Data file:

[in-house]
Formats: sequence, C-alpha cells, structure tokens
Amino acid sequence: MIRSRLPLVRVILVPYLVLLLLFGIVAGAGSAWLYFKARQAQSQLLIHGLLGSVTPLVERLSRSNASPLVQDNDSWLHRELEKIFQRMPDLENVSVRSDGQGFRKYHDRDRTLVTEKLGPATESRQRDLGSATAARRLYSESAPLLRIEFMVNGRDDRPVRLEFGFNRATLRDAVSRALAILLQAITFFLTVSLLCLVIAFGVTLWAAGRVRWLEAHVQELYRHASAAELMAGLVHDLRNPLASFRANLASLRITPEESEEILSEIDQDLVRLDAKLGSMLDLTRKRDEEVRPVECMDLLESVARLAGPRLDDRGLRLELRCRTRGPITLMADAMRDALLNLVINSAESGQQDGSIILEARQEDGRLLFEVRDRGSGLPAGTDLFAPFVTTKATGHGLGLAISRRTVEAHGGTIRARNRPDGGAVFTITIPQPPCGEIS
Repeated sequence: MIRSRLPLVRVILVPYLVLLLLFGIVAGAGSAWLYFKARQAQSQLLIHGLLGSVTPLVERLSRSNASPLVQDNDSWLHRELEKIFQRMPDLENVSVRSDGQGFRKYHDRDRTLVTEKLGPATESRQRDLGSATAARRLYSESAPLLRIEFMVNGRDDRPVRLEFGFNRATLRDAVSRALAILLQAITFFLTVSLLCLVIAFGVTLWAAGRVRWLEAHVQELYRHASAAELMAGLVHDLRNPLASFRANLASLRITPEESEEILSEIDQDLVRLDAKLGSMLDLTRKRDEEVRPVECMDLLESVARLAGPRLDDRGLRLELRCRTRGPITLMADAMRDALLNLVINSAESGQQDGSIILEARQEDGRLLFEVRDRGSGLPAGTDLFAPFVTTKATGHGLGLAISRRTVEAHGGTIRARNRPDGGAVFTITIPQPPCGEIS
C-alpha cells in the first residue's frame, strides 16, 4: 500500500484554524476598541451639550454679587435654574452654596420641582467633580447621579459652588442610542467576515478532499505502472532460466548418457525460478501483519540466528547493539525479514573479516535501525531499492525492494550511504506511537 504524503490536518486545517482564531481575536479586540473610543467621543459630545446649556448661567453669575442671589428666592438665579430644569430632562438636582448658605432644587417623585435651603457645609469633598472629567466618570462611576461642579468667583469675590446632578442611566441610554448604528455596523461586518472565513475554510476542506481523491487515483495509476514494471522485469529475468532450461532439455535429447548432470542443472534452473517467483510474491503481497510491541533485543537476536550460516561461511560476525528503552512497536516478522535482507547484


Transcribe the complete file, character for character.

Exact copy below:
[in-house]
Formats: sequence, C-alpha cells, structure tokens
Amino acid sequence: MIRSRLPLVRVILVPYLVLLLLFGIVAGAGSAWLYFKARQAQSQLLIHGLLGSVTPLVERLSRSNASPLVQDNDSWLHRELEKIFQRMPDLENVSVRSDGQGFRKYHDRDRTLVTEKLGPATESRQRDLGSATAARRLYSESAPLLRIEFMVNGRDDRPVRLEFGFNRATLRDAVSRALAILLQAITFFLTVSLLCLVIAFGVTLWAAGRVRWLEAHVQELYRHASAAELMAGLVHDLRNPLASFRANLASLRITPEESEEILSEIDQDLVRLDAKLGSMLDLTRKRDEEVRPVECMDLLESVARLAGPRLDDRGLRLELRCRTRGPITLMADAMRDALLNLVINSAESGQQDGSIILEARQEDGRLLFEVRDRGSGLPAGTDLFAPFVTTKATGHGLGLAISRRTVEAHGGTIRARNRPDGGAVFTITIPQPPCGEIS
Repeated sequence: MIRSRLPLVRVILVPYLVLLLLFGIVAGAGSAWLYFKARQAQSQLLIHGLLGSVTPLVERLSRSNASPLVQDNDSWLHRELEKIFQRMPDLENVSVRSDGQGFRKYHDRDRTLVTEKLGPATESRQRDLGSATAARRLYSESAPLLRIEFMVNGRDDRPVRLEFGFNRATLRDAVSRALAILLQAITFFLTVSLLCLVIAFGVTLWAAGRVRWLEAHVQELYRHASAAELMAGLVHDLRNPLASFRANLASLRITPEESEEILSEIDQDLVRLDAKLGSMLDLTRKRDEEVRPVECMDLLESVARLAGPRLDDRGLRLELRCRTRGPITLMADAMRDALLNLVINSAESGQQDGSIILEARQEDGRLLFEVRDRGSGLPAGTDLFAPFVTTKATGHGLGLAISRRTVEAHGGTIRARNRPDGGAVFTITIPQPPCGEIS
C-alpha cells in the first residue's frame, strides 16, 4: 500500500484554524476598541451639550454679587435654574452654596420641582467633580447621579459652588442610542467576515478532499505502472532460466548418457525460478501483519540466528547493539525479514573479516535501525531499492525492494550511504506511537 504524503490536518486545517482564531481575536479586540473610543467621543459630545446649556448661567453669575442671589428666592438665579430644569430632562438636582448658605432644587417623585435651603457645609469633598472629567466618570462611576461642579468667583469675590446632578442611566441610554448604528455596523461586518472565513475554510476542506481523491487515483495509476514494471522485469529475468532450461532439455535429447548432470542443472534452473517467483510474491503481497510491541533485543537476536550460516561461511560476525528503552512497536516478522535482507547484